Woodrow's of Edinburgh

Disclosure: Some earlier blog posts contain commission links. Rest assured that these links never influenced my reviews. However, over the course of five years, I earned just short of 35 quid. So, I've given up with all that malarkey now.

There's a new kid on the whisky block.

A new independent bottler, Woodrow's of Edinburgh has arrived and, if the first release is anything to go by, the future is looking good.

Founded by Woody Tan, an alumnus of Heriot Watt University having completed the Brewing and Distilling masters degree, Woodrow's of Edinburgh is not only an indie bottler but also a cask trader and blender.

Having been lucky enough to visit Woodrow's bonded warehouse in Leith on two occasions - firstly, for its launch and secondly, with the Edinburgh Whisky Group - I was able to try both the inaugural and the (soon to be) second releases; not once but twice. Don't let anyone tell you that quality assurance isn't important to me.

The first release consisted of three bottlings: Glen Spey 13 years, Dufftown 14 years and Caol Ila 14 years. 

Most folk will recognise Dufftown from the Singleton range. However, this is very different to any of those expressions. With a finish in an American white oak Oloroso cask, I have to admit I wasn't too keen on this when I first tried it. On that occasion, it was a ridiculously hot day on the Costa del Leith and, on the nose, this whisky came across as too rubbery. Fast forward to last week, on an evening which was still warm but significantly less scorchio, and that burnt rubber note didn't seem anywhere near as prominent. 

This wasn't my favourite of the three although by the looks on some of the EWG members' faces, this Dufftown was definitely a winner. The Caol Ila was spot on. Has anyone ever had a bad Caol Ila?

But it was the Glen Spey that I enjoyed the most. Rarely bottled by the distillery's owner, Diageo, most Glen Spey which appears on the shelves as a single malt comes courtesy of independent bottlers. Ever since discovering Gilbey's Spey Royal, a blend with Glen Spey at its heart, this is a whisky which intrigues me. Matured in a single refill hogshead, this is a great example of how not to mess around with a whisky. No fancy finishing here because, essentially, it doesn't need it.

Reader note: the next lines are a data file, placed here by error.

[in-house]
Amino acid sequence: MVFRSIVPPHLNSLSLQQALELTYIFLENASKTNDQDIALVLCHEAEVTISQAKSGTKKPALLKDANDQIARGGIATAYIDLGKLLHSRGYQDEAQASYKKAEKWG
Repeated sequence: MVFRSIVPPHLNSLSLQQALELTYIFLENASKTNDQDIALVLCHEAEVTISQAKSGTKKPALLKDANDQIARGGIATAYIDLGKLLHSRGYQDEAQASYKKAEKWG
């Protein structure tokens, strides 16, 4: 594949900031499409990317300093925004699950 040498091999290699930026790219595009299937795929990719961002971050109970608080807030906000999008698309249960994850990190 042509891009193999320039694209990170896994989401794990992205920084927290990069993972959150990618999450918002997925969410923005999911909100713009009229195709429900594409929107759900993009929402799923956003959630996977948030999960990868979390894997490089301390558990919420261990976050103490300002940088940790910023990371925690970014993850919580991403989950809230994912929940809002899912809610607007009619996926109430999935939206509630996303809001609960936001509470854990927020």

Glen Spey - 13 years - 59.2%

Refill Hogshead - 236 bottles

Nose: fresh crisp green apples; Apple Sourz; slight hint of pencil sharpenings together with new leather; notes of porridge with honey.

Palate: fresh red apples followed by notes of vanilla cheesecake; unripe bananas come to the fore after a while and there's a subtle hint of blackcurrant and cherry chocolate heading in to the finish.

Overall: a well balanced whisky where the cask has allowed the distillate to shine through.

The next three releases from Woodrow's will feature whisky from Mortlach, Laphroaig and Mannochmore distilleries which we were also able to try. This was a divisive lineup but the Williamson (Laphroaig) was probably the favourite of the three amongst the whisky group.

Woody did treat us to a seventh dram: Braes of Glenlivet straight from the cask. This was an absolute stunner as far as I'm concerned and I can't wait for this one to be released. 

Thanks to Woody and Megan for hosting us at the bonded warehouse and for suggesting that the proceeds from the EWG evening be donated to a local charity. £200 was raised for Edinburgh NE and Leith Foodbank at this crucial time.

You can find a list of stockists over on the Woodrow's of Edinburgh site: STOCKISTS

Jeffrey Street also has a Bunnahabhain Staoisha 7 year old bottled by Woodrow's exclusively for them: WOODROW'S AT JEFFREY STREET WHISKY

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